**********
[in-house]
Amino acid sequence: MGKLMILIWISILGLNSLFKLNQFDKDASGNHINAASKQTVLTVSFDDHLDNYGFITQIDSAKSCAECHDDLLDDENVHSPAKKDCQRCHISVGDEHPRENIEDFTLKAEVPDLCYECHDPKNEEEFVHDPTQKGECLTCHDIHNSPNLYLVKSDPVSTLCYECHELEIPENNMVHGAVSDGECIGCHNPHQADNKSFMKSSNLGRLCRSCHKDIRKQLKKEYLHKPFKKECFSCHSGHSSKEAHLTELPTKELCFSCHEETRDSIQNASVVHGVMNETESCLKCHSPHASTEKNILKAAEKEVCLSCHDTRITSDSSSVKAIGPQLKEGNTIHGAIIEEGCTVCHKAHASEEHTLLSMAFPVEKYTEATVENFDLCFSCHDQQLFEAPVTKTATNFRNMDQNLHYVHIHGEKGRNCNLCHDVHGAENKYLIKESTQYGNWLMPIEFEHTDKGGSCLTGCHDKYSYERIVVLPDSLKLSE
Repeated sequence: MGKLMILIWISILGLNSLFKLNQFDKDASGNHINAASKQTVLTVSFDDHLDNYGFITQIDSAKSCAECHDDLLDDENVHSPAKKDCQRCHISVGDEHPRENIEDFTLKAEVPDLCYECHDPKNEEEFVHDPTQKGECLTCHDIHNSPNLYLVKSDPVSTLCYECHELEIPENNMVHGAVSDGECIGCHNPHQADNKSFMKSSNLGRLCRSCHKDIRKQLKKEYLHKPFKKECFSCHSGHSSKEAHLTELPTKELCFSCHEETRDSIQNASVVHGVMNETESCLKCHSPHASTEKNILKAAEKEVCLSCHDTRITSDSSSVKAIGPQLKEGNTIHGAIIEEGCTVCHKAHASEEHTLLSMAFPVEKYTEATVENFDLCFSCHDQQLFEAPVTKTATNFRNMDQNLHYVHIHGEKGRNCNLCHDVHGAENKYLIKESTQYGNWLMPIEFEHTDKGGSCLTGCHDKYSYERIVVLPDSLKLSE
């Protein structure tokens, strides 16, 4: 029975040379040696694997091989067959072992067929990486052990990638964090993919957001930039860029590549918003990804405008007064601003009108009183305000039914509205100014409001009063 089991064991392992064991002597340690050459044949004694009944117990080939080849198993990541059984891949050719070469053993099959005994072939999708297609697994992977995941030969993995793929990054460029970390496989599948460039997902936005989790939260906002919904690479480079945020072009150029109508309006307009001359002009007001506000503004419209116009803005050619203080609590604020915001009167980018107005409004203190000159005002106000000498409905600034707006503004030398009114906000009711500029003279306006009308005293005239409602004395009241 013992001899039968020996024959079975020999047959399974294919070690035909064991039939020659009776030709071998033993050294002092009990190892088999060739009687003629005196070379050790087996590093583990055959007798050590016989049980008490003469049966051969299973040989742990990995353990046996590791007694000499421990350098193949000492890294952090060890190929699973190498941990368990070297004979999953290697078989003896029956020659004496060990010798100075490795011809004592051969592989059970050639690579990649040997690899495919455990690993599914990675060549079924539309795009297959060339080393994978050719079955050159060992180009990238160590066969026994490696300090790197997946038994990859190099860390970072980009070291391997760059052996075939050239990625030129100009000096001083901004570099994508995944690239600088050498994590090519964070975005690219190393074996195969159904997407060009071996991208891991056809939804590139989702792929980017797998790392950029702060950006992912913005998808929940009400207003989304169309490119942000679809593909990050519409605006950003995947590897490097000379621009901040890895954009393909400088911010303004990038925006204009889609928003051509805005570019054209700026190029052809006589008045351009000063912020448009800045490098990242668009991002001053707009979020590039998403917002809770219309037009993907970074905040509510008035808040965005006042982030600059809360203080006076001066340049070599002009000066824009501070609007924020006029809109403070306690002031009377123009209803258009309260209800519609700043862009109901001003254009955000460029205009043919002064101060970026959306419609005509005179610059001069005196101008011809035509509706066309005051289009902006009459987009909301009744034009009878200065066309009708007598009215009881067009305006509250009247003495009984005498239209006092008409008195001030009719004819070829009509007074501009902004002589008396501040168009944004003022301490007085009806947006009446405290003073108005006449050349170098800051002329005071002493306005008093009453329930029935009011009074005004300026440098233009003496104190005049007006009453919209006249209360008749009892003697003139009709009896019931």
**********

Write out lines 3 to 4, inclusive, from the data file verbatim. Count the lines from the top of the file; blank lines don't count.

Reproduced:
Repeated sequence: MGKLMILIWISILGLNSLFKLNQFDKDASGNHINAASKQTVLTVSFDDHLDNYGFITQIDSAKSCAECHDDLLDDENVHSPAKKDCQRCHISVGDEHPRENIEDFTLKAEVPDLCYECHDPKNEEEFVHDPTQKGECLTCHDIHNSPNLYLVKSDPVSTLCYECHELEIPENNMVHGAVSDGECIGCHNPHQADNKSFMKSSNLGRLCRSCHKDIRKQLKKEYLHKPFKKECFSCHSGHSSKEAHLTELPTKELCFSCHEETRDSIQNASVVHGVMNETESCLKCHSPHASTEKNILKAAEKEVCLSCHDTRITSDSSSVKAIGPQLKEGNTIHGAIIEEGCTVCHKAHASEEHTLLSMAFPVEKYTEATVENFDLCFSCHDQQLFEAPVTKTATNFRNMDQNLHYVHIHGEKGRNCNLCHDVHGAENKYLIKESTQYGNWLMPIEFEHTDKGGSCLTGCHDKYSYERIVVLPDSLKLSE
């Protein structure tokens, strides 16, 4: 029975040379040696694997091989067959072992067929990486052990990638964090993919957001930039860029590549918003990804405008007064601003009108009183305000039914509205100014409001009063 089991064991392992064991002597340690050459044949004694009944117990080939080849198993990541059984891949050719070469053993099959005994072939999708297609697994992977995941030969993995793929990054460029970390496989599948460039997902936005989790939260906002919904690479480079945020072009150029109508309006307009001359002009007001506000503004419209116009803005050619203080609590604020915001009167980018107005409004203190000159005002106000000498409905600034707006503004030398009114906000009711500029003279306006009308005293005239409602004395009241 013992001899039968020996024959079975020999047959399974294919070690035909064991039939020659009776030709071998033993050294002092009990190892088999060739009687003629005196070379050790087996590093583990055959007798050590016989049980008490003469049966051969299973040989742990990995353990046996590791007694000499421990350098193949000492890294952090060890190929699973190498941990368990070297004979999953290697078989003896029956020659004496060990010798100075490795011809004592051969592989059970050639690579990649040997690899495919455990690993599914990675060549079924539309795009297959060339080393994978050719079955050159060992180009990238160590066969026994490696300090790197997946038994990859190099860390970072980009070291391997760059052996075939050239990625030129100009000096001083901004570099994508995944690239600088050498994590090519964070975005690219190393074996195969159904997407060009071996991208891991056809939804590139989702792929980017797998790392950029702060950006992912913005998808929940009400207003989304169309490119942000679809593909990050519409605006950003995947590897490097000379621009901040890895954009393909400088911010303004990038925006204009889609928003051509805005570019054209700026190029052809006589008045351009000063912020448009800045490098990242668009991002001053707009979020590039998403917002809770219309037009993907970074905040509510008035808040965005006042982030600059809360203080006076001066340049070599002009000066824009501070609007924020006029809109403070306690002031009377123009209803258009309260209800519609700043862009109901001003254009955000460029205009043919002064101060970026959306419609005509005179610059001069005196101008011809035509509706066309005051289009902006009459987009909301009744034009009878200065066309009708007598009215009881067009305006509250009247003495009984005498239209006092008409008195001030009719004819070829009509007074501009902004002589008396501040168009944004003022301490007085009806947006009446405290003073108005006449050349170098800051002329005071002493306005008093009453329930029935009011009074005004300026440098233009003496104190005049007006009453919209006249209360008749009892003697003139009709009896019931």